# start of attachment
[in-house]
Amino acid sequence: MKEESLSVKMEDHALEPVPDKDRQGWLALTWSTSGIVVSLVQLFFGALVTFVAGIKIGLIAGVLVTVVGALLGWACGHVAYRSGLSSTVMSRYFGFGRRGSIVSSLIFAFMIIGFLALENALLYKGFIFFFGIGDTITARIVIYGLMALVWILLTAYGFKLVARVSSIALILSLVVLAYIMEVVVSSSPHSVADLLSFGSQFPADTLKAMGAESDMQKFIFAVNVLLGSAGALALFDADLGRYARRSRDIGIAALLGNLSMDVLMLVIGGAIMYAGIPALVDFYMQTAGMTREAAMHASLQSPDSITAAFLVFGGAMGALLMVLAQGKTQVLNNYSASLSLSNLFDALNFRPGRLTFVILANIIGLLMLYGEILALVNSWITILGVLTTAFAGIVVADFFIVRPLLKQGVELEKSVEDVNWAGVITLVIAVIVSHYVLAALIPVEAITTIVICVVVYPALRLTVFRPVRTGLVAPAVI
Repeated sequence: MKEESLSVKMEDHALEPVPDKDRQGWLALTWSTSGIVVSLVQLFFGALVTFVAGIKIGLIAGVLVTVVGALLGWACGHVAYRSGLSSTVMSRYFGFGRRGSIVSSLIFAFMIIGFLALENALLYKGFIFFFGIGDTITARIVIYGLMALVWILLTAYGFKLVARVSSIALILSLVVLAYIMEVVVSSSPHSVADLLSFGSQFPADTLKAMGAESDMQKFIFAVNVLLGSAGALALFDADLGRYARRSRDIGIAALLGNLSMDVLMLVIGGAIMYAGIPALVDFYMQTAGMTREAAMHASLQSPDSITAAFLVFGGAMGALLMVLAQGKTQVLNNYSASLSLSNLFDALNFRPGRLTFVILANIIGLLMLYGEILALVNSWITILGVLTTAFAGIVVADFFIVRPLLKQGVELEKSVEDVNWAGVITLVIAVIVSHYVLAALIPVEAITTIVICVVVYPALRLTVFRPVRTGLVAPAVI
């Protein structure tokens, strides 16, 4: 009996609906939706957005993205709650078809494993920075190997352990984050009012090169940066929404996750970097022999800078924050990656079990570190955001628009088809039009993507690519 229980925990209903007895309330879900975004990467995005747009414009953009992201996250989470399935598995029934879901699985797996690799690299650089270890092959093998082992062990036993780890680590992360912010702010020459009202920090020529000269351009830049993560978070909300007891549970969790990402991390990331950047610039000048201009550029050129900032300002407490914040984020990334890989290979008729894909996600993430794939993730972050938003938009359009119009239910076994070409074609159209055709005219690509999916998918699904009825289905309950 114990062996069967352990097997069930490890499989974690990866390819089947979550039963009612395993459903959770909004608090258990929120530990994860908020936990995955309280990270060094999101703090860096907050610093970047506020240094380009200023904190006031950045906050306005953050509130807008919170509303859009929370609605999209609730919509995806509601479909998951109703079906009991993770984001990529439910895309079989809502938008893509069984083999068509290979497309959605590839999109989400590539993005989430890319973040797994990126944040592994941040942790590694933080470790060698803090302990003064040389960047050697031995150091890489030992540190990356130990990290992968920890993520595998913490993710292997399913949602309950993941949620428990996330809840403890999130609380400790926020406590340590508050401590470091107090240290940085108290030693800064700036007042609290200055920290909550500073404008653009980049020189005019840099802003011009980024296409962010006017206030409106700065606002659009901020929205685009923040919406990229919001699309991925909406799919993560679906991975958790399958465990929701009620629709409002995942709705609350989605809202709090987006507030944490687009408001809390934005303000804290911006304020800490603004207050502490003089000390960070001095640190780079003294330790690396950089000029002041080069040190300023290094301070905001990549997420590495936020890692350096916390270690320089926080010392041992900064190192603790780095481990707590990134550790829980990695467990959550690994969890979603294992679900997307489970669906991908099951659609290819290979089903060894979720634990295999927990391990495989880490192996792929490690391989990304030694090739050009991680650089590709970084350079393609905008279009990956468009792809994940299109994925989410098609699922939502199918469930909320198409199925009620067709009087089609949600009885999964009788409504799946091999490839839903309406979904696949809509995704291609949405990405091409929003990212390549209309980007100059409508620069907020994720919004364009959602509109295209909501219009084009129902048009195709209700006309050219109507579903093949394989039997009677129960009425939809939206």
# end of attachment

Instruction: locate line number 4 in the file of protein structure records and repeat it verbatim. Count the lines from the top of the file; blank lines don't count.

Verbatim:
């Protein structure tokens, strides 16, 4: 009996609906939706957005993205709650078809494993920075190997352990984050009012090169940066929404996750970097022999800078924050990656079990570190955001628009088809039009993507690519 229980925990209903007895309330879900975004990467995005747009414009953009992201996250989470399935598995029934879901699985797996690799690299650089270890092959093998082992062990036993780890680590992360912010702010020459009202920090020529000269351009830049993560978070909300007891549970969790990402991390990331950047610039000048201009550029050129900032300002407490914040984020990334890989290979008729894909996600993430794939993730972050938003938009359009119009239910076994070409074609159209055709005219690509999916998918699904009825289905309950 114990062996069967352990097997069930490890499989974690990866390819089947979550039963009612395993459903959770909004608090258990929120530990994860908020936990995955309280990270060094999101703090860096907050610093970047506020240094380009200023904190006031950045906050306005953050509130807008919170509303859009929370609605999209609730919509995806509601479909998951109703079906009991993770984001990529439910895309079989809502938008893509069984083999068509290979497309959605590839999109989400590539993005989430890319973040797994990126944040592994941040942790590694933080470790060698803090302990003064040389960047050697031995150091890489030992540190990356130990990290992968920890993520595998913490993710292997399913949602309950993941949620428990996330809840403890999130609380400790926020406590340590508050401590470091107090240290940085108290030693800064700036007042609290200055920290909550500073404008653009980049020189005019840099802003011009980024296409962010006017206030409106700065606002659009901020929205685009923040919406990229919001699309991925909406799919993560679906991975958790399958465990929701009620629709409002995942709705609350989605809202709090987006507030944490687009408001809390934005303000804290911006304020800490603004207050502490003089000390960070001095640190780079003294330790690396950089000029002041080069040190300023290094301070905001990549997420590495936020890692350096916390270690320089926080010392041992900064190192603790780095481990707590990134550790829980990695467990959550690994969890979603294992679900997307489970669906991908099951659609290819290979089903060894979720634990295999927990391990495989880490192996792929490690391989990304030694090739050009991680650089590709970084350079393609905008279009990956468009792809994940299109994925989410098609699922939502199918469930909320198409199925009620067709009087089609949600009885999964009788409504799946091999490839839903309406979904696949809509995704291609949405990405091409929003990212390549209309980007100059409508620069907020994720919004364009959602509109295209909501219009084009129902048009195709209700006309050219109507579903093949394989039997009677129960009425939809939206």